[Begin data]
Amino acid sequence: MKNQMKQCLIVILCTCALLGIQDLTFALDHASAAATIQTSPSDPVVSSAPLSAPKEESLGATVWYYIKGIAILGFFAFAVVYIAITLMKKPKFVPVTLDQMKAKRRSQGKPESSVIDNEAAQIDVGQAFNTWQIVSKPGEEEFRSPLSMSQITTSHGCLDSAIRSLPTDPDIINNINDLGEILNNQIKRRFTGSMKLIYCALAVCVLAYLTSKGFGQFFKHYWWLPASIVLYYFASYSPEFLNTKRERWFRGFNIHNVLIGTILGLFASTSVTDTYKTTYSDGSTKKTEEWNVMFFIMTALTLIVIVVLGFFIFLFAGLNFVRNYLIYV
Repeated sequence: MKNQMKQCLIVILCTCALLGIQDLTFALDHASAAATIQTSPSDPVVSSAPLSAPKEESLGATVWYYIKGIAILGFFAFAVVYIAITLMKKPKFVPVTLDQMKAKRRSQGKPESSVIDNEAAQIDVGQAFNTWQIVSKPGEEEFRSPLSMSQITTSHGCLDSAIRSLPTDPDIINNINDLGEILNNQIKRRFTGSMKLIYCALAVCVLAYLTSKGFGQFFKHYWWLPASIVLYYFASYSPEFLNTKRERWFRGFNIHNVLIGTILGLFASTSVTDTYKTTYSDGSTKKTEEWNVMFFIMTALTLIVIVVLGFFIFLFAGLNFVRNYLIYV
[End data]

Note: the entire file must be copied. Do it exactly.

Amino acid sequence: MKNQMKQCLIVILCTCALLGIQDLTFALDHASAAATIQTSPSDPVVSSAPLSAPKEESLGATVWYYIKGIAILGFFAFAVVYIAITLMKKPKFVPVTLDQMKAKRRSQGKPESSVIDNEAAQIDVGQAFNTWQIVSKPGEEEFRSPLSMSQITTSHGCLDSAIRSLPTDPDIINNINDLGEILNNQIKRRFTGSMKLIYCALAVCVLAYLTSKGFGQFFKHYWWLPASIVLYYFASYSPEFLNTKRERWFRGFNIHNVLIGTILGLFASTSVTDTYKTTYSDGSTKKTEEWNVMFFIMTALTLIVIVVLGFFIFLFAGLNFVRNYLIYV
Repeated sequence: MKNQMKQCLIVILCTCALLGIQDLTFALDHASAAATIQTSPSDPVVSSAPLSAPKEESLGATVWYYIKGIAILGFFAFAVVYIAITLMKKPKFVPVTLDQMKAKRRSQGKPESSVIDNEAAQIDVGQAFNTWQIVSKPGEEEFRSPLSMSQITTSHGCLDSAIRSLPTDPDIINNINDLGEILNNQIKRRFTGSMKLIYCALAVCVLAYLTSKGFGQFFKHYWWLPASIVLYYFASYSPEFLNTKRERWFRGFNIHNVLIGTILGLFASTSVTDTYKTTYSDGSTKKTEEWNVMFFIMTALTLIVIVVLGFFIFLFAGLNFVRNYLIYV